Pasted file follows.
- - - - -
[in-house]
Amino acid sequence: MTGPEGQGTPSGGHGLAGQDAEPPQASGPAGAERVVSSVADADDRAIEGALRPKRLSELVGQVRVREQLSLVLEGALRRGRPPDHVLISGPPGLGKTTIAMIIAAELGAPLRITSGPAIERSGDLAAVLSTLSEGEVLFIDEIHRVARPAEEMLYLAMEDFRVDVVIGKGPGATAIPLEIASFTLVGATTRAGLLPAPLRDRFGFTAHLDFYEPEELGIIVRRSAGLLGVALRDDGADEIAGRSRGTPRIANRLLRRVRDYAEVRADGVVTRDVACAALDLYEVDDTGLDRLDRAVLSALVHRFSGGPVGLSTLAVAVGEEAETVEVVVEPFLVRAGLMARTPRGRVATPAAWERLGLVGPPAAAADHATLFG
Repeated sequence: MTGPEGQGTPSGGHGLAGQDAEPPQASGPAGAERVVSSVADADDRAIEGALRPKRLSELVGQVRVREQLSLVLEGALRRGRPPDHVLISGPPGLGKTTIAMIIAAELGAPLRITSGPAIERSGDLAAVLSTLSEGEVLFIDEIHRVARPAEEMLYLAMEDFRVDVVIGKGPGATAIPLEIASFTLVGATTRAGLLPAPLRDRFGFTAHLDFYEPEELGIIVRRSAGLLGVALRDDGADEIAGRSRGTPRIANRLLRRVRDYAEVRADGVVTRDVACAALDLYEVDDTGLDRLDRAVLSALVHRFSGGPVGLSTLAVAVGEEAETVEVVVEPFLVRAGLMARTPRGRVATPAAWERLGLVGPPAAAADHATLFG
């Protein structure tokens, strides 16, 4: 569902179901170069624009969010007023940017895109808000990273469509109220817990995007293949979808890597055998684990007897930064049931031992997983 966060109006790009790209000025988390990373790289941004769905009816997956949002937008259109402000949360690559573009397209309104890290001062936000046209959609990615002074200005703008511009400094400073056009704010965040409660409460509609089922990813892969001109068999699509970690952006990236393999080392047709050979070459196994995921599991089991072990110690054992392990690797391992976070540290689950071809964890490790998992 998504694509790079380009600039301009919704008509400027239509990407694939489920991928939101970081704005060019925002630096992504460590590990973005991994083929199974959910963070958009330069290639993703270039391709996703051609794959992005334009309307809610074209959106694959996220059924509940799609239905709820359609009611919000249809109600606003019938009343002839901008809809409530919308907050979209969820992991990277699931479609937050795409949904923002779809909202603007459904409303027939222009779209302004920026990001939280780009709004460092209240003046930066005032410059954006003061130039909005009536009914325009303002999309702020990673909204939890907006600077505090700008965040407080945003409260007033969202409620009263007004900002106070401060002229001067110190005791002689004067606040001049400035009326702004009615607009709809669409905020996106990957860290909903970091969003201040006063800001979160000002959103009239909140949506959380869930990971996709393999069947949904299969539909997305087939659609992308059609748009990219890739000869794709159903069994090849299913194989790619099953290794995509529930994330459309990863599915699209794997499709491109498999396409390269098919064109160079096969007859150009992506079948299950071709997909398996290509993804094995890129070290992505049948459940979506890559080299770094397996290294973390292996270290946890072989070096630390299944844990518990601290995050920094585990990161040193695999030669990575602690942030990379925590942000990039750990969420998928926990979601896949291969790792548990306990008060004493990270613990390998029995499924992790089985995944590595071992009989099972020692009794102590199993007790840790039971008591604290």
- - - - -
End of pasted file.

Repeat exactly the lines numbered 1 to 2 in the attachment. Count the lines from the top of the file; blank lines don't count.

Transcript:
[in-house]
Amino acid sequence: MTGPEGQGTPSGGHGLAGQDAEPPQASGPAGAERVVSSVADADDRAIEGALRPKRLSELVGQVRVREQLSLVLEGALRRGRPPDHVLISGPPGLGKTTIAMIIAAELGAPLRITSGPAIERSGDLAAVLSTLSEGEVLFIDEIHRVARPAEEMLYLAMEDFRVDVVIGKGPGATAIPLEIASFTLVGATTRAGLLPAPLRDRFGFTAHLDFYEPEELGIIVRRSAGLLGVALRDDGADEIAGRSRGTPRIANRLLRRVRDYAEVRADGVVTRDVACAALDLYEVDDTGLDRLDRAVLSALVHRFSGGPVGLSTLAVAVGEEAETVEVVVEPFLVRAGLMARTPRGRVATPAAWERLGLVGPPAAAADHATLFG